The Heart of Creation Care

April 2, 2009


In cold weather, I find myself staying indoors more and getting somewhat philosophical. I find myself asking questions. Questions like, what were we made to do?

Look at birds. They were made to fly, and build homes, and forage for food, and create and care for families. Plants grow. They process sunlight and carbon dioxide into material that nourishes the rest of the world. Rivers collect water and speed it toward larger bodies. They smooth rocks and chart paths through mountains and valleys. They provide homes for hundreds of organisms and slack the thirst of thousands of others.

None of these pieces of creation’s puzzle has the self-conscious ability to question what it was made to do; it simply does it. And by fulfilling that call and playing that role, each element unwittingly contributes to the existence and flourishing of another. This is the mystery of biodiversity: each and every organism occupies a niche in the world, and by doing so, contributes to the world’s over all health and wholeness.

So what about us? What were we made to do in this epic patchwork of life and purpose? Well, Genesis 2:15 expresses God’s first instruction to us: to work and take care of the garden in which we were placed.

We have the most privileged position of all. We have been granted the quickness of conscious to do a multitude of things—from building homes to developing computer networks, from weaving  baskets to writing novels—we’ve been imbued with creativity beyond what we know what to do with. But rarely have we used that creativity and that keenness of mind to do what God first told us to do—to work, yes, but to also care for the natural world that supports us. Because while our responsibility has an exceptional nature to it, it also fills a niche. Just because we are caretakers doesn’t mean we aren’t also benefactors of the creation we’ve been told to steward. We rely on this globe, and we can choose to nourish or destroy it as well as ourselves.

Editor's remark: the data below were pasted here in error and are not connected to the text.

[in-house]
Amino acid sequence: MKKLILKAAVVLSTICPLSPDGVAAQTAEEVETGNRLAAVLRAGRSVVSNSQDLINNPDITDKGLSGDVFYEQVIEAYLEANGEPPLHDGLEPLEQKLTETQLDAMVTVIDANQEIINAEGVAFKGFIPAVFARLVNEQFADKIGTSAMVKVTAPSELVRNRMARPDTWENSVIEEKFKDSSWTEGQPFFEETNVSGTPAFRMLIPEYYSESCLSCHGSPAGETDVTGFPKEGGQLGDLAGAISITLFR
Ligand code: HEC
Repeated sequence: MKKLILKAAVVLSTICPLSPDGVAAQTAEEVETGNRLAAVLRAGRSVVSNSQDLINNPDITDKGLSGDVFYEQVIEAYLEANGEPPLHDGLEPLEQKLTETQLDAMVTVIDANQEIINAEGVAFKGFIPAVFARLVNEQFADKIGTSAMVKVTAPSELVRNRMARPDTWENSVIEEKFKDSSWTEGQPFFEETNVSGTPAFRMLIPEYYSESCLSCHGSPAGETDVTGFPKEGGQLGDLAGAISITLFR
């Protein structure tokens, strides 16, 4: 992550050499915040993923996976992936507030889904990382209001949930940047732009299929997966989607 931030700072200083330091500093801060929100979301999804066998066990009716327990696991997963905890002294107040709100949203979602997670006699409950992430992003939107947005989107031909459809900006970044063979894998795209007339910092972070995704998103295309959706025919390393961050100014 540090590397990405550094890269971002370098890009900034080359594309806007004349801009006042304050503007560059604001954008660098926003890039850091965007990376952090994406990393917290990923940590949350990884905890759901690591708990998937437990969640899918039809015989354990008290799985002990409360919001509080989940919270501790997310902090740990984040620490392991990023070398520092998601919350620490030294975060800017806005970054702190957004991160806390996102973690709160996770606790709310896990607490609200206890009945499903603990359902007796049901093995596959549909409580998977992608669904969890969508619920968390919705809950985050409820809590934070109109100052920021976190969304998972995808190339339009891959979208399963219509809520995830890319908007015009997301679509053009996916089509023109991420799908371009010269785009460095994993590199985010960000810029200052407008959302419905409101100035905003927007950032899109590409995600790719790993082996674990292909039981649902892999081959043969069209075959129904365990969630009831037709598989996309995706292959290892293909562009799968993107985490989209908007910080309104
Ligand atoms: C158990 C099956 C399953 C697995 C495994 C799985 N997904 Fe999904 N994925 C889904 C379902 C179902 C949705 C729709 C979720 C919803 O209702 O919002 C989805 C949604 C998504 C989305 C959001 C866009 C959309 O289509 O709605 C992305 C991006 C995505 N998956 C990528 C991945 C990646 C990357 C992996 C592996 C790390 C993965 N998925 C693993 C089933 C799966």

But fear is a poor motivator. A far better one is a call to what I think we were truly created to do: love. Heart

I’ve been learning a lot about love recently. After all, love is the great well of mystery whose depths we are forever plumbing, so it makes sense that I’m still learning about and from it.

God created us so that he could love us, and so that we could love him, each other, and the world he gave us. But so often we try to do the right thing from a place other than love. We make a charitable donation because we feel guilty of our own privilege. Or we take care of someone because we feel indebted to them. Or, as I suggested above, we know that our own good and well-being depends upon the wellness of the earth, so we do our best to maintain its health.

But Paul says, “If I speak in the tongues of men and of angels, but have not love, I am only a resounding gong or a clanging cymbal” (1 Cor. 13:1). I may be burnished and bold, but I am hollow.

Our role in this world is to love. Love gives life. As Christians we know this better than anyone. It’s our calling, our niche, to share that love with the whole world. And just as that is the heart of missions and development work and pastoral ministry and plain old good neighborliness, it is also the heart of creation care.

Look what God’s love has done. Let us be more than just resounding gongs or clanging cymbals. Let us do everything we do—even and especially our creation care—out of love.
[This post was originally published at Deep Green Conversation in November 2008.]

Kendra Langdon Juskus is Managing Editor at Flourish.

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